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Google has traditionally considered the underscore as a true character and not a separator. They did this so people can directly search on technical keywords that contain the underscore character, such as _borders or mod_rewrite.
Google has done some fancy dancing in more recent times, in order to use the relevance signals that are present in underscore separated file names. However the hyphen still seems to have a slight edge. It's not enough of a difference to bother changing established urls, but if you're creating a new file, I see hyphens as the way to go.
By the way, don't be misled by the way words are presented in bold on the final SERP. That's a simple character-match routine, run after the SERP is generated for a query. It does not indicate that the bolded word was actually used in the scoring.
With underscores, Google's programmer roots are showing. Lots of computer programming languages have stuff like _MAXINT, which may be different than MAXINT. So if you have a url like word1_word2, Google will only return that page if the user searches for word1_word2 (which almost never happens). If you have a url like word1-word2, that page can be returned for the searches word1, word2, and even "word1 word2".
err... perhaps the content is better? Perhaps the better placed page is more semantically correct and optimised for long tail? Perhaps it is linked to from high pr sources? Perhaps it is because of more anchor phrase returns in links pointing to it?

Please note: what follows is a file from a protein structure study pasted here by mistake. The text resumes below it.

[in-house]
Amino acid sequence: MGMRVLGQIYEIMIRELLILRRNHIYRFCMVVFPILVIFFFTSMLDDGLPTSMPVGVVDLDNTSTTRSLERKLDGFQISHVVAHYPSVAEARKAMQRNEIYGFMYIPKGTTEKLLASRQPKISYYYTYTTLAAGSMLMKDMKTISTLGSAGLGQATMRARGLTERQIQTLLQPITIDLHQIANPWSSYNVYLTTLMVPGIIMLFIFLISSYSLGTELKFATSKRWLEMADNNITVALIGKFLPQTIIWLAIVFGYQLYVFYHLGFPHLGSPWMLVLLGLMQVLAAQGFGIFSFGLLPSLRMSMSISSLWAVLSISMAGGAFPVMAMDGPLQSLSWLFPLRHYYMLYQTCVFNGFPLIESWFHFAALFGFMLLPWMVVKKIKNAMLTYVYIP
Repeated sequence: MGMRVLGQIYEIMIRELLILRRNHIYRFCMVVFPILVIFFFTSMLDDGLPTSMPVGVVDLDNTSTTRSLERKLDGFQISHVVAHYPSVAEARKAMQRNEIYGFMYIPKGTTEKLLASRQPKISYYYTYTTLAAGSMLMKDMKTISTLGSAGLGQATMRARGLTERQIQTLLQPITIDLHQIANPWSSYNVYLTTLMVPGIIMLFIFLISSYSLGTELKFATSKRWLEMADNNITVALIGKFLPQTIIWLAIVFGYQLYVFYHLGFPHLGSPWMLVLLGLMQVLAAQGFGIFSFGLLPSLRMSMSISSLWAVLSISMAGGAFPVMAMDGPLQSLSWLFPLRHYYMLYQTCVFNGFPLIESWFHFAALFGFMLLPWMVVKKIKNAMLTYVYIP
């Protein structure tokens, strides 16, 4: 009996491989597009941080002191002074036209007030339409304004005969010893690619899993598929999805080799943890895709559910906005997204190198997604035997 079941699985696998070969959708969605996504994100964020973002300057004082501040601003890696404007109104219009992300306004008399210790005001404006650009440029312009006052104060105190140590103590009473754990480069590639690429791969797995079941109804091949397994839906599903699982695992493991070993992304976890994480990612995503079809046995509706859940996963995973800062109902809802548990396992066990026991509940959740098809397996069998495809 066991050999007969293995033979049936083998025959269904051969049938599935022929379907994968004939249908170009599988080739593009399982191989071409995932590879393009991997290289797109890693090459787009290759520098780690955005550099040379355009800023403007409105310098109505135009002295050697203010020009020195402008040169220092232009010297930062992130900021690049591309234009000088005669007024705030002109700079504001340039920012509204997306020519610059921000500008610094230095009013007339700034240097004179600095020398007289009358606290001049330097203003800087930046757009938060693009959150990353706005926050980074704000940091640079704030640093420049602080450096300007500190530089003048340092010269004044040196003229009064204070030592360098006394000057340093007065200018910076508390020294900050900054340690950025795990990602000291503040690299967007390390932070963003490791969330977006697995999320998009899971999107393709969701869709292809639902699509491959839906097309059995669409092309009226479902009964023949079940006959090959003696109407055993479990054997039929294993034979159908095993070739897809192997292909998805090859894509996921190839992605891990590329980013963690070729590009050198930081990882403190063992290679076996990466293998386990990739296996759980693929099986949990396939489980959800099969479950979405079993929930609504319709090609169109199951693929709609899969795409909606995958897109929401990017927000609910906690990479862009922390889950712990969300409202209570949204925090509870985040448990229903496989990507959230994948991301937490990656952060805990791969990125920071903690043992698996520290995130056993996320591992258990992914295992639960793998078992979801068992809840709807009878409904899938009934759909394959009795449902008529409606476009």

The name of your file is virtually unimportant. Sure if you want to squeeze 100% out of your page, then consider looking at it.
But would you not be better off making the actual content better and getting links to this page (from both your own site and external)? Wouldnt it be better also to experiment with your title element and meta description?
I think your time is better served on the above rather than spend hours examining underscores etc.
Experience tells me they all work to some extent - so concentrate on your content.
I see some major sites related to my industry using underscores (_) and they rank very well.
Means the post by Matt Cutts is no more relevant
Please don't ask a question if you already know the answer. And I'd argue that your logic is a bit flawed... ;)
joined:Dec 1, 2003
I think that SE's crawl both now and the whole argument is some what historical. In todays SE's it simply doesn't matter which one you use.
By the way if you read what Matt wrote he does point out this is a historical argument. So no way do I think this is an outdated post.
[edited by: Pirates at 12:47 am (utc) on Jan. 10, 2007]
Do a search for the following ( enter them all at once ):
allinurl:widget allinurl:tv allinurl:series
Then do one for:
Use underscores if you'd like Google NOT to identify the strings as separate words in the filename. Which sometimes makes sense. But not for what most of you have been asking this for.